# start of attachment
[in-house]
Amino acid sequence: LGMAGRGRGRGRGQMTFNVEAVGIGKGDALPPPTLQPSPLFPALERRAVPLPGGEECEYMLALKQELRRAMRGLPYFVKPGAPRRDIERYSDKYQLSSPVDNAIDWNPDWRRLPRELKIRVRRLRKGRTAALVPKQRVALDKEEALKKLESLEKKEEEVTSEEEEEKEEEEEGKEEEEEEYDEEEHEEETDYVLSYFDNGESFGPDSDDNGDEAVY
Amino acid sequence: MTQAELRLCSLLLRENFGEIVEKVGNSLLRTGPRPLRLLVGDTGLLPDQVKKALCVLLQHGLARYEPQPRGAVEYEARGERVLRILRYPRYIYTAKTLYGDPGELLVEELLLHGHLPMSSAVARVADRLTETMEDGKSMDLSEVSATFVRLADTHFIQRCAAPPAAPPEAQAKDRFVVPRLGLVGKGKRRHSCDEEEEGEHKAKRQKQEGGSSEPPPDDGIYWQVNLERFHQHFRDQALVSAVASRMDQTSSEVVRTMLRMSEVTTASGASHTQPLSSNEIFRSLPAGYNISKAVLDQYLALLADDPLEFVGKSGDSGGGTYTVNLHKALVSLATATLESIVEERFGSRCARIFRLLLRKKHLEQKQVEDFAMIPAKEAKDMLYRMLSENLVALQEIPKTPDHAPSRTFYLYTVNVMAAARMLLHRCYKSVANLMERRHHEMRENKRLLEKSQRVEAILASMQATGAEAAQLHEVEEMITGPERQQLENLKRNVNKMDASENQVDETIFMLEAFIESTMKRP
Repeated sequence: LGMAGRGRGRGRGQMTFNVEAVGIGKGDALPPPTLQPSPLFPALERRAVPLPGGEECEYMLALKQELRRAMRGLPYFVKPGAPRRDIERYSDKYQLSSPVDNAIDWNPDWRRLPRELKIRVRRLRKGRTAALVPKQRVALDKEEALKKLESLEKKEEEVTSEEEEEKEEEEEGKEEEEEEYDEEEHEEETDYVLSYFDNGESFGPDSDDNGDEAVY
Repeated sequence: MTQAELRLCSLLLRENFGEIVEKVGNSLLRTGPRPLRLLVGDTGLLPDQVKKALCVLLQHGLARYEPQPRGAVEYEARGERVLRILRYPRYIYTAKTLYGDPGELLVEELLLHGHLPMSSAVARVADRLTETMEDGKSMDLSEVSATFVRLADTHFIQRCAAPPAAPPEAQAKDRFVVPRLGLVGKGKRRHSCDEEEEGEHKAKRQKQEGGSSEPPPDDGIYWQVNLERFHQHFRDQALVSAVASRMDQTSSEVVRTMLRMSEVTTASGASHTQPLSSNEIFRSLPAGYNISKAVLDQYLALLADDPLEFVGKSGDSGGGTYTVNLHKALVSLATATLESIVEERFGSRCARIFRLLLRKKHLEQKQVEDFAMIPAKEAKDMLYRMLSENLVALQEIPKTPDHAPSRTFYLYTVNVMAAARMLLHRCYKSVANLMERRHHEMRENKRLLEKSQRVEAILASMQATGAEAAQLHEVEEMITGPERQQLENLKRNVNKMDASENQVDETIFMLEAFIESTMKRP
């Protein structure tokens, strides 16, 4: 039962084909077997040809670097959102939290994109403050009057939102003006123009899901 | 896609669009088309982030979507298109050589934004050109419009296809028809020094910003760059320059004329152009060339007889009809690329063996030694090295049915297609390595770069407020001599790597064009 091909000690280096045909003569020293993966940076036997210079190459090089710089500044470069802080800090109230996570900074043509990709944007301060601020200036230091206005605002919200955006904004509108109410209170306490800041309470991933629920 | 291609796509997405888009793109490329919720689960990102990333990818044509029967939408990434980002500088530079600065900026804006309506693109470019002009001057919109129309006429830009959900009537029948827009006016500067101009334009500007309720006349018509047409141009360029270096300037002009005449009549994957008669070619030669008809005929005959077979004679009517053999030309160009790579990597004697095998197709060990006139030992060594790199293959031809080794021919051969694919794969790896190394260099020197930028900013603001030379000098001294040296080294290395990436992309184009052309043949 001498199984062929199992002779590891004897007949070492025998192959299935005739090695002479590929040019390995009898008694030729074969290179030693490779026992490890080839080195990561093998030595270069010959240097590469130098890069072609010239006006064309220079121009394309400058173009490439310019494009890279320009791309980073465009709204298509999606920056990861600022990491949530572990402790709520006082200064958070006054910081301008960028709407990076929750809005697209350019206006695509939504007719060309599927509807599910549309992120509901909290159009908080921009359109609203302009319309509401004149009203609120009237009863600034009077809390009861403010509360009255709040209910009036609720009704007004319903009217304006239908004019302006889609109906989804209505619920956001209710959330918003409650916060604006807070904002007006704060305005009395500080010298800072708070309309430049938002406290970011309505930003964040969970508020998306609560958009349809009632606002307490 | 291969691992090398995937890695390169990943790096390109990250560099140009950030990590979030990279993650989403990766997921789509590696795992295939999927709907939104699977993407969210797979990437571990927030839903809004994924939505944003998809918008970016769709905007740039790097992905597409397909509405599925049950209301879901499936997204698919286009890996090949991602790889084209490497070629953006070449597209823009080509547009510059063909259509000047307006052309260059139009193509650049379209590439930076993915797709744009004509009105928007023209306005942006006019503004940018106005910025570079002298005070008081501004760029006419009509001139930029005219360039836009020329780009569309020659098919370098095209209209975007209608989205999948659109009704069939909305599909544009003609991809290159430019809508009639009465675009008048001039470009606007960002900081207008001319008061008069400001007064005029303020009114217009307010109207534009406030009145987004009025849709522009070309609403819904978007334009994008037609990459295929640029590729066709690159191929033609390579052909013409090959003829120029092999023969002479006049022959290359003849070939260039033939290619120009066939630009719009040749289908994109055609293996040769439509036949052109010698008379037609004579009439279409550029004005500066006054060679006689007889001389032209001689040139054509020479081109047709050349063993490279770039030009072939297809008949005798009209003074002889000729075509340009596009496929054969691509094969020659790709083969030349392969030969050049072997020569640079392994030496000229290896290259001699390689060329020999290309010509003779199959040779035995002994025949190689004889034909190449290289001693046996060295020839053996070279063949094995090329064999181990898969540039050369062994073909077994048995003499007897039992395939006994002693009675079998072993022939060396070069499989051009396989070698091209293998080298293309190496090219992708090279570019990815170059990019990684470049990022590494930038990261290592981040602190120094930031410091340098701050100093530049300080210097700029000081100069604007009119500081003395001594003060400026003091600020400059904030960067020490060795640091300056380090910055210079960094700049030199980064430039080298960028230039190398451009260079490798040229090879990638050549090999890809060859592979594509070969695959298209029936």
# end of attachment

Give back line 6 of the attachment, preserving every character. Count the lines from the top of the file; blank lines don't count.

């Protein structure tokens, strides 16, 4: 039962084909077997040809670097959102939290994109403050009057939102003006123009899901 | 896609669009088309982030979507298109050589934004050109419009296809028809020094910003760059320059004329152009060339007889009809690329063996030694090295049915297609390595770069407020001599790597064009 091909000690280096045909003569020293993966940076036997210079190459090089710089500044470069802080800090109230996570900074043509990709944007301060601020200036230091206005605002919200955006904004509108109410209170306490800041309470991933629920 | 291609796509997405888009793109490329919720689960990102990333990818044509029967939408990434980002500088530079600065900026804006309506693109470019002009001057919109129309006429830009959900009537029948827009006016500067101009334009500007309720006349018509047409141009360029270096300037002009005449009549994957008669070619030669008809005929005959077979004679009517053999030309160009790579990597004697095998197709060990006139030992060594790199293959031809080794021919051969694919794969790896190394260099020197930028900013603001030379000098001294040296080294290395990436992309184009052309043949 001498199984062929199992002779590891004897007949070492025998192959299935005739090695002479590929040019390995009898008694030729074969290179030693490779026992490890080839080195990561093998030595270069010959240097590469130098890069072609010239006006064309220079121009394309400058173009490439310019494009890279320009791309980073465009709204298509999606920056990861600022990491949530572990402790709520006082200064958070006054910081301008960028709407990076929750809005697209350019206006695509939504007719060309599927509807599910549309992120509901909290159009908080921009359109609203302009319309509401004149009203609120009237009863600034009077809390009861403010509360009255709040209910009036609720009704007004319903009217304006239908004019302006889609109906989804209505619920956001209710959330918003409650916060604006807070904002007006704060305005009395500080010298800072708070309309430049938002406290970011309505930003964040969970508020998306609560958009349809009632606002307490 | 291969691992090398995937890695390169990943790096390109990250560099140009950030990590979030990279993650989403990766997921789509590696795992295939999927709907939104699977993407969210797979990437571990927030839903809004994924939505944003998809918008970016769709905007740039790097992905597409397909509405599925049950209301879901499936997204698919286009890996090949991602790889084209490497070629953006070449597209823009080509547009510059063909259509000047307006052309260059139009193509650049379209590439930076993915797709744009004509009105928007023209306005942006006019503004940018106005910025570079002298005070008081501004760029006419009509001139930029005219360039836009020329780009569309020659098919370098095209209209975007209608989205999948659109009704069939909305599909544009003609991809290159430019809508009639009465675009008048001039470009606007960002900081207008001319008061008069400001007064005029303020009114217009307010109207534009406030009145987004009025849709522009070309609403819904978007334009994008037609990459295929640029590729066709690159191929033609390579052909013409090959003829120029092999023969002479006049022959290359003849070939260039033939290619120009066939630009719009040749289908994109055609293996040769439509036949052109010698008379037609004579009439279409550029004005500066006054060679006689007889001389032209001689040139054509020479081109047709050349063993490279770039030009072939297809008949005798009209003074002889000729075509340009596009496929054969691509094969020659790709083969030349392969030969050049072997020569640079392994030496000229290896290259001699390689060329020999290309010509003779199959040779035995002994025949190689004889034909190449290289001693046996060295020839053996070279063949094995090329064999181990898969540039050369062994073909077994048995003499007897039992395939006994002693009675079998072993022939060396070069499989051009396989070698091209293998080298293309190496090219992708090279570019990815170059990019990684470049990022590494930038990261290592981040602190120094930031410091340098701050100093530049300080210097700029000081100069604007009119500081003395001594003060400026003091600020400059904030960067020490060795640091300056380090910055210079960094700049030199980064430039080298960028230039190398451009260079490798040229090879990638050549090999890809060859592979594509070969695959298209029936």